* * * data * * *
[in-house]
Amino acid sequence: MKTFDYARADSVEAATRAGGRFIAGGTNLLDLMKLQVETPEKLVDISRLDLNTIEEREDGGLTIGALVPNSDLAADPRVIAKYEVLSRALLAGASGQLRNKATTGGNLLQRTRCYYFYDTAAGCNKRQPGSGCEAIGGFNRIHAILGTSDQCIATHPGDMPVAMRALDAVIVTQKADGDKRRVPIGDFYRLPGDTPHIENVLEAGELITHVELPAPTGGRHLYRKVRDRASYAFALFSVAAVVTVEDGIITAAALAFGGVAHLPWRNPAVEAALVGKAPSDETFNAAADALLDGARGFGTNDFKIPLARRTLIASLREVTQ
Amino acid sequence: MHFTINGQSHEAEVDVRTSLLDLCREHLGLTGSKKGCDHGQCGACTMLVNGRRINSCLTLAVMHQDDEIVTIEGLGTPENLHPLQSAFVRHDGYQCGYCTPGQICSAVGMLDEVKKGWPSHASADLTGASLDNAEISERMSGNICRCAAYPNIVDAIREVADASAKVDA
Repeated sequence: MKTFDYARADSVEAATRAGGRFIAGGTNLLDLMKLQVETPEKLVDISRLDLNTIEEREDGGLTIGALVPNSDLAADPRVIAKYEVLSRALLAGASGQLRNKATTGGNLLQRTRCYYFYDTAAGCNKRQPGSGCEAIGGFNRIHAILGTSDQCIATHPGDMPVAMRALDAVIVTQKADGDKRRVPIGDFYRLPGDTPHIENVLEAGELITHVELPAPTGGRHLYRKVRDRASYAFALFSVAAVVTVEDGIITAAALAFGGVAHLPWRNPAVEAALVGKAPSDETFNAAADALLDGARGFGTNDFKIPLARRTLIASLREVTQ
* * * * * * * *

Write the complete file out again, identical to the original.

[in-house]
Amino acid sequence: MKTFDYARADSVEAATRAGGRFIAGGTNLLDLMKLQVETPEKLVDISRLDLNTIEEREDGGLTIGALVPNSDLAADPRVIAKYEVLSRALLAGASGQLRNKATTGGNLLQRTRCYYFYDTAAGCNKRQPGSGCEAIGGFNRIHAILGTSDQCIATHPGDMPVAMRALDAVIVTQKADGDKRRVPIGDFYRLPGDTPHIENVLEAGELITHVELPAPTGGRHLYRKVRDRASYAFALFSVAAVVTVEDGIITAAALAFGGVAHLPWRNPAVEAALVGKAPSDETFNAAADALLDGARGFGTNDFKIPLARRTLIASLREVTQ
Amino acid sequence: MHFTINGQSHEAEVDVRTSLLDLCREHLGLTGSKKGCDHGQCGACTMLVNGRRINSCLTLAVMHQDDEIVTIEGLGTPENLHPLQSAFVRHDGYQCGYCTPGQICSAVGMLDEVKKGWPSHASADLTGASLDNAEISERMSGNICRCAAYPNIVDAIREVADASAKVDA
Repeated sequence: MKTFDYARADSVEAATRAGGRFIAGGTNLLDLMKLQVETPEKLVDISRLDLNTIEEREDGGLTIGALVPNSDLAADPRVIAKYEVLSRALLAGASGQLRNKATTGGNLLQRTRCYYFYDTAAGCNKRQPGSGCEAIGGFNRIHAILGTSDQCIATHPGDMPVAMRALDAVIVTQKADGDKRRVPIGDFYRLPGDTPHIENVLEAGELITHVELPAPTGGRHLYRKVRDRASYAFALFSVAAVVTVEDGIITAAALAFGGVAHLPWRNPAVEAALVGKAPSDETFNAAADALLDGARGFGTNDFKIPLARRTLIASLREVTQ